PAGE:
vector to your stroke force which is pushing the middle of the boat leftward during the stroke. We WW open boaters use this effect deliberately to utilize the “sweet spot” effect, so as to get the boat to run straight without j-stroke or ruddering. You may be doing it accidentally.

See whether the water seems to be piling up against the left side of the bow and center of your boat as you take your right-side strokes. This is a clue that your paddle is pushing a bit off to the right, pushing the bow and center to the left, so that the boat turns right.

C2G - coriolis effect? Is that a moon
phase or something? The boat is a Wenonah Voyager . I appreciate all the responses and advice and I’ll keep working at it , but with my paddling time being very limited right now, I’m glad I have a double paddle.

Just out of curiosity…
Have you tried a straight shaft single blade? If so…how’s your j-stroke?? A strong J with a bent shaft could concievably have you overcorrecting on your on side.

In any case…don;t give up on the single blade…Once you figure it out…I think you’ll find it much more effective. If you haven’t tried a straight shaft…you might consider giving one a try.

Hey Bald!
Soundsgreat, got any pics on the net??

moon phases
Dang, I forgot to factor those in. I was so proud of myself for being able to spell that other word that I completely forgot!

What waterwalker said…

– Last Updated: May-03-04 9:24 AM EST –

that's a good link posted too.

give yourself time
I dont think there is a symmetrical paddler out there. Most likely even with a double blade your strokes arent the same on each side but you have figured out (maybe unconsciously) how to compensate so that you go straight.

You have a draw component somewhere on the right side and now in order to go straight you have to think about the power phase of your stroke. Go slow, think and in time your muscles will figure out what they need to do and eventually the mind can get out of the process.

It takes time to do things right, nobody was born knowing how to be a perfect paddler.

I teach on the right and when I have to teach on the left its harder for me to do the proper things with my arms. I gotta think. So I have forced myself to tandem this spring with people who paddle on my “normal” side forcing me to use my off side.

I’ve had this happen…
Hi String! I’m glad you’re experimenting. This happened (to me)occasionally with a straight shaft. I was not rotated enough and didn’t have a vertical paddle shaft position. Instead of a clean slice out of the water, I was prying up and out as I finished the stroke. It was a fatigue thing that made me sloppy. Also slowed me down and made me more tired. A bent shaft might acentuate the pry since the blade can be closer to the centerline if you rotate it parallel to the gunwale. This puts it in the optimum pry position, so it doesn’t take much to turn the boat…or dump you.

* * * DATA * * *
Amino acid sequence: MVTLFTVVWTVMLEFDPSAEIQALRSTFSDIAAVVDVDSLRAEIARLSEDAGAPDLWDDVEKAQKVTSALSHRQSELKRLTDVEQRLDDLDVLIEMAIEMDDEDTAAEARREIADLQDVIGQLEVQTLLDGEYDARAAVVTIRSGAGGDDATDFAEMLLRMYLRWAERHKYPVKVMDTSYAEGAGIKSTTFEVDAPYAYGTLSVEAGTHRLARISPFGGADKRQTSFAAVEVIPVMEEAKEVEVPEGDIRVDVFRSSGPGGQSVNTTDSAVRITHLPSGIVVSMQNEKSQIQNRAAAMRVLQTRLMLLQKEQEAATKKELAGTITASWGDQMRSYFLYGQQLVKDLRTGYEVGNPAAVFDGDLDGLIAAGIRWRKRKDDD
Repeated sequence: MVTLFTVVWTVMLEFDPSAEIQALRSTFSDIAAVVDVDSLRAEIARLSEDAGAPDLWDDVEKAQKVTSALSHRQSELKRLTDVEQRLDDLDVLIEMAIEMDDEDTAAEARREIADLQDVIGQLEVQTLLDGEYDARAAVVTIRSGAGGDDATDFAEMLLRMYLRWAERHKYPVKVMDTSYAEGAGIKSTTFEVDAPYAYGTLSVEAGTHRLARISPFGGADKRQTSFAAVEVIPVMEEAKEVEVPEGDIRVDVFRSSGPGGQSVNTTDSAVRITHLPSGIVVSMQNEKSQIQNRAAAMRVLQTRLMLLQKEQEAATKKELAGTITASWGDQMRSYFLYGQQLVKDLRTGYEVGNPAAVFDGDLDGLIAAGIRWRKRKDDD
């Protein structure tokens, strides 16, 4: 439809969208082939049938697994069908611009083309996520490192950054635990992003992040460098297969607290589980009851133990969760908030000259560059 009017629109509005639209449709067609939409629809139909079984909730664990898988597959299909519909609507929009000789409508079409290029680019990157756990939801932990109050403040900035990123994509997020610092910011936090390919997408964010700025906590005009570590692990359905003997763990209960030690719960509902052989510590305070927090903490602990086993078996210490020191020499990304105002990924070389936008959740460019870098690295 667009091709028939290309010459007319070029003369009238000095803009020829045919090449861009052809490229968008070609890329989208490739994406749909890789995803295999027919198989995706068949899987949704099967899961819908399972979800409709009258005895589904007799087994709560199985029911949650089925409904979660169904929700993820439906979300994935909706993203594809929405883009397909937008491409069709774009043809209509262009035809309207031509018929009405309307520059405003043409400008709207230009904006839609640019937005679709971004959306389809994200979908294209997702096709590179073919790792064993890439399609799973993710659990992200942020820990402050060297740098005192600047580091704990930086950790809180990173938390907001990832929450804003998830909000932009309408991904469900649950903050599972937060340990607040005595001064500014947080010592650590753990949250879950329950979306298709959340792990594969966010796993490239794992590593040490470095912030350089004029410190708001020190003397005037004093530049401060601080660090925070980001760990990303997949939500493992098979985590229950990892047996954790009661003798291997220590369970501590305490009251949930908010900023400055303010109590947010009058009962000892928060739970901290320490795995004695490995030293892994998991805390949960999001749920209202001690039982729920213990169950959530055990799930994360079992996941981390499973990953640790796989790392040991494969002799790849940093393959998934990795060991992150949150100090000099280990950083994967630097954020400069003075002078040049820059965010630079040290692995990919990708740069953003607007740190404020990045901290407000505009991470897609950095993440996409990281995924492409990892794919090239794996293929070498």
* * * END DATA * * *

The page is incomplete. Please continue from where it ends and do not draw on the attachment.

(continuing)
So remember to rotate the torso even moreso. Range of motion for rotation is less when sitting than kneeling, but you can get your shoulders parallel to the gunwale with some pratice. This will let you get your grip hand at least over the gunwale so you can ‘stack your hands’ and get the vertical shaft position. If you can’t get out to paddle, do paddle strokes in a chair. If you have somebody that can video you (in the boat :)), you can pinpoint the problem. Don’t get discouraged. It takes a while to learn the new habits.

Have fun and paddle safe!

good point Pam!
The plaid paddler had also suggested the same thing to me. String should have someone video tape him. We can let some of the wiser heads like the Plaid one,hookhum, C2G and Mcwood, all of the “old time, low life pond scum, bent shaft sit and switch paddlers” critique it and give string a definitive answer!

don’t need no videotape

– Last Updated: May-04-04 10:28 PM EST –

It's actually pretty easy to critique String's paddling without a videotape. Here's my recommended approach:

1. Make sure you have a good seat near the campfire. It's even better if it's String's chair.
2. Look like the mere thought of critiquing his paddling is tremendously painful.
3. #2 can be enhanced by taking off your glasses, rubbing your forehead, and saying something like, "Jeez, I'm not sure where to start."
4. Take a deep breath, look thoughtful, then shake your head and ask if someone has a cold beer. It should be one of String's, since he will be the beneficiary of your advice.
5. Pop the top, take a good swallow, cock your head to one side, take a deep breath, exhale, give String your most serious look, then take another drink.
6. If no one else has started telling stories by this time, you are screwed and will have to come up with something to say. However, I'd bet String's next paycheck that if you are slow enough, everyone will have long since tired of waiting. The stories will be flying, you'll be sitting in String's chair in front of the campfire and drinking his ice cold beer, and his paddling won't be any worse than it was before.

String, you're welcome for whatever advice I would have not given you, and thanks for the good seat and the beer :-)